Nor is any ruling in Williams v. Lane, 193 Ga. 306 (18 S. E. 2d, 481), or Christopher v. Christopher, 198 Ga. 361 (31 S. E. 2d, 818), contrary to the ruling here made. In the Williams case, supra, the question before the court was whether the will of the testatrix had been revoked by reason of her marriage subsequent to the making of her will. It appears from the facts in that case that the propounders of the will were the children of the testatrix by a purported common-law marriage of the testatrix and one Sam Williams, who, until May 26, 1921, had a previous undissolved marriage. The will was executed in 1921. After Williams' marriage had been dissolved in 1921, the testatrix and Williams entered into a ceremonial marriage. The contention was made that the testatrix and Williams having lived together as common-law husband and wife, and the will having been made after the beginning of such relationship, there had not been a revocation of the will by any subsequent marriage. This court--after stating that Sam Williams being a party to an undissolved marriage, "No agreement purporting to constitute a common-law marriage, nor cohabitation of the man and woman while holding themselves out to the public as husband and wife, nor birth of children to such parties, will constitute or prove a common-law marriage between them when the man was legally married to another woman throughout the period of such cohabitation"--held that the ceremonial marriage between the testatrix and Williams revoked her will. The court there was dealing with the status of the parties to an attempted common-law marriage and the effect of the marriage on the subsequent execution of a will by one of the parties under Code 113-408, and was not dealing with the rights of children, the issue of a void marriage, under Code 53-104. In the Christopher case, supra, the question before the court was whether the plaintiff, a woman, was entitled to a divorce, alimony, and attorney fees. It was held that, under the evidence, it appeared that the plaintiff had been previously married, and that a purported divorce between herself and her husband was void; and, not being legally married to the defendant, she was not entitled to any relief. That case did not involve any question as to the legitimacy of the issue of a void marriage, and the reference in the opinion to Code 53-104, and Irving v. Irving, 152 Ga. 174 (108 S. E. 540), was only incidental to the question of who are able to contract marriage, and these authorities were not cited in support of any ruling necessary to a decision of the case.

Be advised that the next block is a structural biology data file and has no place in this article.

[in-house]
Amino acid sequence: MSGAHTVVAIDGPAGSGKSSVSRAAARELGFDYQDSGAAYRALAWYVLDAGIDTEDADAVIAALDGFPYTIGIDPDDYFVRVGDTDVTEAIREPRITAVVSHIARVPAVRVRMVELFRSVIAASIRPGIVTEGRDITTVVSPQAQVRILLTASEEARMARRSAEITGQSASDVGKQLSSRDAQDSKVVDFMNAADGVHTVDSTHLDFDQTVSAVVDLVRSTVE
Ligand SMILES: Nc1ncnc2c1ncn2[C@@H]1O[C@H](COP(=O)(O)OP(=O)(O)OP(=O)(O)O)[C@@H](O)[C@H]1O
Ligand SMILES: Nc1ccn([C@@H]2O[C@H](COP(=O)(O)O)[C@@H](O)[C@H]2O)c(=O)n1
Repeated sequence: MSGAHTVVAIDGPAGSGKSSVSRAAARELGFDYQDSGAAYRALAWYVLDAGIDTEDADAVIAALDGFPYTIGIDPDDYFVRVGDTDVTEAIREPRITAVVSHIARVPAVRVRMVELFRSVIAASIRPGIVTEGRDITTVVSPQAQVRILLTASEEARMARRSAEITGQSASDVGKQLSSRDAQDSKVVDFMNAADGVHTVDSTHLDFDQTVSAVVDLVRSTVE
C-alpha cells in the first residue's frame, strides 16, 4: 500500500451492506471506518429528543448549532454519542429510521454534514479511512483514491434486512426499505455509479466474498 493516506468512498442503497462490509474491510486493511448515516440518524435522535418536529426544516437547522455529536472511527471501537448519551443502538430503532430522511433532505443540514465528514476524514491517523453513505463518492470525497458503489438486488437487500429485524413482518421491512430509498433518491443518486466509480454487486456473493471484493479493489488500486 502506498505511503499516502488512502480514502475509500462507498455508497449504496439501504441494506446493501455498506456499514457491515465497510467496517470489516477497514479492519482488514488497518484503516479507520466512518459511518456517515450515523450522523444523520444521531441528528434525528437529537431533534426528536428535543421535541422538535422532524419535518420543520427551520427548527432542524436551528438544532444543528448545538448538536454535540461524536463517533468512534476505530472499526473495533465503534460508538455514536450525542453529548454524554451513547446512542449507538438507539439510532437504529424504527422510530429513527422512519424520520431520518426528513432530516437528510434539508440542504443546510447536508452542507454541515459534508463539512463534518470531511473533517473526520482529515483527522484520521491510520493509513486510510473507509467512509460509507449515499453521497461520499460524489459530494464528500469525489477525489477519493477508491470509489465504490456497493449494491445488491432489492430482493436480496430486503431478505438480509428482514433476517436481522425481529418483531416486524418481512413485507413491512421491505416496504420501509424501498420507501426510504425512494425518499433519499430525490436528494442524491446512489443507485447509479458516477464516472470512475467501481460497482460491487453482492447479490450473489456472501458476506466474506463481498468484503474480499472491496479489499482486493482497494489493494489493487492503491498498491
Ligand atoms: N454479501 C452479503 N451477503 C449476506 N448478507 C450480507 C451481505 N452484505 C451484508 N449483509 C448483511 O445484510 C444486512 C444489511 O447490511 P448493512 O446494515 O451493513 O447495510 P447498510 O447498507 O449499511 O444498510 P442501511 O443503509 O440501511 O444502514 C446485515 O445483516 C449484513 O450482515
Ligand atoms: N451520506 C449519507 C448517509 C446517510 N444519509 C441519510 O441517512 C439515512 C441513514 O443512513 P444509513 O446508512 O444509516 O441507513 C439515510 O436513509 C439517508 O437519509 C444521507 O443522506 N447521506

Under the foregoing rulings, it was error for the court to overrule the defendant's motion for a new trial.